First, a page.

her name) asked me was I related to Anthony Moss. I said
        yes. She said if Moss killed Muhamad then how are you and
        Tae still cool? I said we not, that is why I’m trying to fry
        him. I heard that Tae shot my grandmom house up. She
        said I am here to help you do that.

           In the case of Commonwealth v. Tyrik Perez, my
        testimony about us lying and blaming other people for
        murder is true. We did whatever needed to be done to be
        free again.

           Qudir Taylor v. Commonwealth I testified that I was there
        and saw the murder but I lied and I was not really there,
        that was just part of the deal to get 7 years knocked off my

           I was a witness on a kidnapping federal case and ATF
        Agent Gary Malone told me everything to say to the Grand
        jury. I had no idea what was going on in that case. I lied
        because they promised to let me out of custody the next
        day. I was released the next day. ATF Gary Malone was
        the agent that picked up off the street for my federal case
        for guns and drugs. I was caught with 2 guns, crack, and

           If I am asked, I am willing to testify at any court
        proceeding or the PCRA proceeding for Donte Hill so we can
        make this right. I feel bad for what I did. I feel better now
        that I know I did the right thing.

PCRA Petition, 7/23/18, Attachment (paragraph breaks and emphasis added).

Mumin claims that this affidavit demonstrates Drummond’s recantation of his

testimony from Mumin’s trial.


     The PCRA court explained that Mumin did not sustain his burden of proof

for a number of reasons. The court first explained:

            First, [Mumin] is unable to show that Drummond’s
        recantation would not be used solely for impeachment or
        would have compelled a different verdict at trial. In his
        affidavit, Drummond only briefly mentions [Mumin]. . . . At
        [Mumin’s] trial, Drummond identified [Mumin] and Perez as
        the two men who shot him. Thus, Drummond’s statements
        in his affidavit would only serve to challenge his credibility.
        Moreover, there is nothing to suggest that Drummond’s
        affidavit would have compelled a different result at trial. It
        is well settled that recantation testimony is “extremely
        unreliable,” and that “[w]hen the recantation involves an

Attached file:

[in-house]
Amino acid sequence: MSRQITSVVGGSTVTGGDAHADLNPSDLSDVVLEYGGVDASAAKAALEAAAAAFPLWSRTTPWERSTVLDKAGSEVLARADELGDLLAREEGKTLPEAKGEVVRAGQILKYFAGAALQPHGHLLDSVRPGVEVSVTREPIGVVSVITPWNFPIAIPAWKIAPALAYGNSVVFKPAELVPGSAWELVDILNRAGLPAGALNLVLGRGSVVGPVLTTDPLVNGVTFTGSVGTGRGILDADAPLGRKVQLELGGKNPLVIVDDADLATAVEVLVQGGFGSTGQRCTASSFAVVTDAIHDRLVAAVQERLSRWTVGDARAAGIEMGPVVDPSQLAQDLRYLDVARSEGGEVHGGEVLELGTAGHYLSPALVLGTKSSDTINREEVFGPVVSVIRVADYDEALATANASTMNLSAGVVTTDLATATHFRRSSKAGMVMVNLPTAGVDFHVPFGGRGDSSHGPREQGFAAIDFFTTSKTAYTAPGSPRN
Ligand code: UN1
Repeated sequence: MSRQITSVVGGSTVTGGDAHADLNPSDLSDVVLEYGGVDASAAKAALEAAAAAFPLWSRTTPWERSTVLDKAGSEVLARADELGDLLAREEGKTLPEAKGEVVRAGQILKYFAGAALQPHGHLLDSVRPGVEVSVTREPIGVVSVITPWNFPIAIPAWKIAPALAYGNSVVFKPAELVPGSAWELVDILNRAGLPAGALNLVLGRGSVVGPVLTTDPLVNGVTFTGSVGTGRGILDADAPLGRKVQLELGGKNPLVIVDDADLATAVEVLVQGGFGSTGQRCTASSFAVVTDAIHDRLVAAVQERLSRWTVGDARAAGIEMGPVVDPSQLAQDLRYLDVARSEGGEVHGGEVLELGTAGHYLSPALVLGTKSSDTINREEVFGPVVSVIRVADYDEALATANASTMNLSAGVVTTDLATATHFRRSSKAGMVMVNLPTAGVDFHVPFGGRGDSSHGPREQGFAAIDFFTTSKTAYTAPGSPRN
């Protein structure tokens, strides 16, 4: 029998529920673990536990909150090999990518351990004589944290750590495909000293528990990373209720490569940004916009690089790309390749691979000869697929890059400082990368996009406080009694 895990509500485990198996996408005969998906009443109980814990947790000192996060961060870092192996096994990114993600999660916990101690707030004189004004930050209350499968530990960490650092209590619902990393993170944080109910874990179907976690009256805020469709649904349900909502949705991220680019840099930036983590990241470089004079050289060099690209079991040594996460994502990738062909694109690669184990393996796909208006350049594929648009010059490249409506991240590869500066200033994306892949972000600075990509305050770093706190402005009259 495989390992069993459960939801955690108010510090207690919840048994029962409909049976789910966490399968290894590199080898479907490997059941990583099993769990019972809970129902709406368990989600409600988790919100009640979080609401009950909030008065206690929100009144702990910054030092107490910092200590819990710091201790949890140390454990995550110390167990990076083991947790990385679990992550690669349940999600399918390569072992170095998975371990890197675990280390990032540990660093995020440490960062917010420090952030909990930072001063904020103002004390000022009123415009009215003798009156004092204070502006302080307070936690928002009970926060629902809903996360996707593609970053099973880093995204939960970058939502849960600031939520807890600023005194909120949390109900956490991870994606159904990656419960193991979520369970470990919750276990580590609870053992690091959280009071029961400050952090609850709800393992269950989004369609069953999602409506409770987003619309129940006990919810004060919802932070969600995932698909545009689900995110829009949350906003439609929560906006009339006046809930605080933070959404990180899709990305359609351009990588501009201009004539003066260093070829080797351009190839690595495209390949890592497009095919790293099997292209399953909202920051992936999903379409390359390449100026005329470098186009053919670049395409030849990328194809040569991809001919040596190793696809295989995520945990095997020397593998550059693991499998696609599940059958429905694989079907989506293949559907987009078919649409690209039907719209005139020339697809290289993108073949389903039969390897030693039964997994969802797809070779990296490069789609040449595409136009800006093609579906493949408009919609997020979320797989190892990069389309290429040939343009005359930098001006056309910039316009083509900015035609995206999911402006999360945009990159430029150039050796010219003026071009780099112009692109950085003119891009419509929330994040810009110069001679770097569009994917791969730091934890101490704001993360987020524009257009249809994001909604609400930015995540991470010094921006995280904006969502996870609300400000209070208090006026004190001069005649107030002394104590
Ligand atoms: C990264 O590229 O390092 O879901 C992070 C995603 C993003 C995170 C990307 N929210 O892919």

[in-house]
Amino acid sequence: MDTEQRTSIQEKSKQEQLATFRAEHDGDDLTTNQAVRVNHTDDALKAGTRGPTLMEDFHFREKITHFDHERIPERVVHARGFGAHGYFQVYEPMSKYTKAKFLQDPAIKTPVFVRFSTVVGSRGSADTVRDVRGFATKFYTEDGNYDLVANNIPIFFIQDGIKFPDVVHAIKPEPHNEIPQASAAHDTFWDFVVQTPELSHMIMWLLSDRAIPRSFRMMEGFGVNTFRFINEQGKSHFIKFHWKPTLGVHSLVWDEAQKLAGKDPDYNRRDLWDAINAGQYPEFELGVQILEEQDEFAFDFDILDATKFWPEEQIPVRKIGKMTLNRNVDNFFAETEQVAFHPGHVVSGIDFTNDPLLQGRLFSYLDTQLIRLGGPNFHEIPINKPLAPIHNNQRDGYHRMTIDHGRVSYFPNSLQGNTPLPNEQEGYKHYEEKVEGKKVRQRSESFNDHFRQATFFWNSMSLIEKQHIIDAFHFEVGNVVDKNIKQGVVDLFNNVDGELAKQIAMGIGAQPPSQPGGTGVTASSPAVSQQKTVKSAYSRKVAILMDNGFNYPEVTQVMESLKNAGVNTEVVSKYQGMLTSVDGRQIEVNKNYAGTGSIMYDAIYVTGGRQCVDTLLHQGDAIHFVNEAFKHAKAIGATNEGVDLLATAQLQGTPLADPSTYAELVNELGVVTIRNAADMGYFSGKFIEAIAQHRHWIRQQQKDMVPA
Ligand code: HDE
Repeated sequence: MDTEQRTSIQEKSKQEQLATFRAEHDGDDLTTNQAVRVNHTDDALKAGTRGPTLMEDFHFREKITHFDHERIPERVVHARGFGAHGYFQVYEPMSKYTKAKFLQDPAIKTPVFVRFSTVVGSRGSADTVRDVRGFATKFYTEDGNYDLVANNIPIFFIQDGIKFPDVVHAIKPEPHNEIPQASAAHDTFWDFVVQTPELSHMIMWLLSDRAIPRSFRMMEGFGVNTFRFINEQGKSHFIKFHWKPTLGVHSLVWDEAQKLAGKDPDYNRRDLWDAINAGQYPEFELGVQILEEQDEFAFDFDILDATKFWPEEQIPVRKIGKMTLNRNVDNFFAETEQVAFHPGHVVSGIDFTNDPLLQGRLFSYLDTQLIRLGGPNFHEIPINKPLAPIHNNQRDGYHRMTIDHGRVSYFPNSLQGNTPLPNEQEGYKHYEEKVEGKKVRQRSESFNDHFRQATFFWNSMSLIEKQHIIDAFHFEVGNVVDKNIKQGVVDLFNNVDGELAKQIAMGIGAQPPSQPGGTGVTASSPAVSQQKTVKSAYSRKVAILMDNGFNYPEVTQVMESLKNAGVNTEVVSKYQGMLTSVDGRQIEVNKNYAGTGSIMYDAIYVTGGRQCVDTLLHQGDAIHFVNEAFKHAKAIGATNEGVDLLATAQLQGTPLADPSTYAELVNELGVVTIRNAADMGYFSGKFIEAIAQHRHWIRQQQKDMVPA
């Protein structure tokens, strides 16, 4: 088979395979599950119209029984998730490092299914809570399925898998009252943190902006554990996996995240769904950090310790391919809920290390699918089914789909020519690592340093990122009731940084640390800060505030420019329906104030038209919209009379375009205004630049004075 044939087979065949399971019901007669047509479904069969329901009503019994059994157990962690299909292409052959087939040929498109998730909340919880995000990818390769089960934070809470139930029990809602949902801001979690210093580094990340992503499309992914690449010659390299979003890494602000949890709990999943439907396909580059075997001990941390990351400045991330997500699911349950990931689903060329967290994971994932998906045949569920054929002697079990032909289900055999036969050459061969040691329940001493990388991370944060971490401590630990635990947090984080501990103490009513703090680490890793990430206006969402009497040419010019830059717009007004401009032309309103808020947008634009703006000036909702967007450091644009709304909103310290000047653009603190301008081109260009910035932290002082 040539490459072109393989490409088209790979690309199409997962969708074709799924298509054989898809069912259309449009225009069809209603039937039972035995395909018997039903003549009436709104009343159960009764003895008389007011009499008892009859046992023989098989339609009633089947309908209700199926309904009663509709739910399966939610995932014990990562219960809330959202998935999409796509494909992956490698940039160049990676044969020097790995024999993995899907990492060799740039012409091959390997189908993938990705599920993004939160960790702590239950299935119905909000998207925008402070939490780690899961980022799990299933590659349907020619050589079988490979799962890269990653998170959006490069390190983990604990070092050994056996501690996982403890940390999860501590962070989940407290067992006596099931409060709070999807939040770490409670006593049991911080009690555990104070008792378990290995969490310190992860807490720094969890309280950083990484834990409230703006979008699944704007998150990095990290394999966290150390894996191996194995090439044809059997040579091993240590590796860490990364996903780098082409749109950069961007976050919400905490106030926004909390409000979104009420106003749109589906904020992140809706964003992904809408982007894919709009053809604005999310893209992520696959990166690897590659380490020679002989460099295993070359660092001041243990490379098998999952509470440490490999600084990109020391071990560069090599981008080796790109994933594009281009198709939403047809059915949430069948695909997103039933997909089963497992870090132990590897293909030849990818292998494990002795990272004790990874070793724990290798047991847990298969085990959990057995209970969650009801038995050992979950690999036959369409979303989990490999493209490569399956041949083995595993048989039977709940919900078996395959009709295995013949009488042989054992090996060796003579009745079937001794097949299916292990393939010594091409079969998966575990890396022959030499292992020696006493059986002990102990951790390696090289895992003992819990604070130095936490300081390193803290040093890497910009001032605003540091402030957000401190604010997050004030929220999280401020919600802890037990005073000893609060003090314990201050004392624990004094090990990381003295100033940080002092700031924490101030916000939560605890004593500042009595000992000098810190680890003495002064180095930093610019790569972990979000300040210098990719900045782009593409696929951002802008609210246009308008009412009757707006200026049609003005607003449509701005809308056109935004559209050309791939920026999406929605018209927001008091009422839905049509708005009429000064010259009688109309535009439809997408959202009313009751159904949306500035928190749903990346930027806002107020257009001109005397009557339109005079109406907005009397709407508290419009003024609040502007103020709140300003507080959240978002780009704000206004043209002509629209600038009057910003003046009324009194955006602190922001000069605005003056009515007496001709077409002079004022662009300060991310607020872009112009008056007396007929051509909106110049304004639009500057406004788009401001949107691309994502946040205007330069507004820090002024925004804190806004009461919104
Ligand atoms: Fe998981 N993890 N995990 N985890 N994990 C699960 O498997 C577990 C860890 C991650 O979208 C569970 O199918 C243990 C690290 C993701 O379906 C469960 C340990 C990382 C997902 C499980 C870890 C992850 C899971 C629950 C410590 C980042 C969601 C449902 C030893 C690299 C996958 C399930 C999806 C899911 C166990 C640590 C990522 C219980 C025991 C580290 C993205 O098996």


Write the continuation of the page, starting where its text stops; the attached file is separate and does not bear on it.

admission of perjury, it is the least reliable form of proof.
        Commonwealth v. Johnson, 

841 A.2d 136

(Pa. Super.
        2003) (quoting Commonwealth v. Henry, 

550 Pa. 346


706 A.2d 313

, 321 (1997).          At trial, the jury heard
        Drummond testify in person, saw him undergo thorough
        cross-examination by defense counsel, and listened to the
        other witnesses who corroborated portions of Drummond’s
        testimony. It is not likely that Drummond’s recantation in
        a separate case years later, where he only mentions
        [Mumin’s] case in passing, would compel the jurors to reach
        a different verdict.

PCRA Court Opinion, 4/21/20, at 6.

     Our review of the record supports the PCRA court’s conclusion that

Mumin has not established one or more of the factors regarding the after

discovered evidence test. 

Small, supra


     Mumin’s claims to the contrary are unavailing. Initially, we believe he

mischaracterizes Drummond’s affidavit as it relates to his case. Referring to

the affidavit, Mumin asserts that “while primarily discussing his perjury in


relation to Donte Hill’s case, Drummond critically also admits to lying in [his]

case.” Mumin’s Brief at 14. We disagree.

       A plain reading of the document readily establishes that Drummond did

not admit in the affidavit that he “fabricated false evidence” against Mumin.


Petition, supra

. The only mention of Mumin in the affidavit is the

fact that Drummond “got time off” his sentence in return for testifying for the

Commonwealth in several cases, including Mumin’s. Our review of the trial

transcript demonstrates that Drummond testified he would receive a reduced

sentence if he testified truthfully. See N.T., 2/16/11, at 59, 110-11. As he

did receive a reduced sentence, we cannot interpret Drummond’s affidavit as

an admission that he lied in Mumin’s case. The only clear admission of lying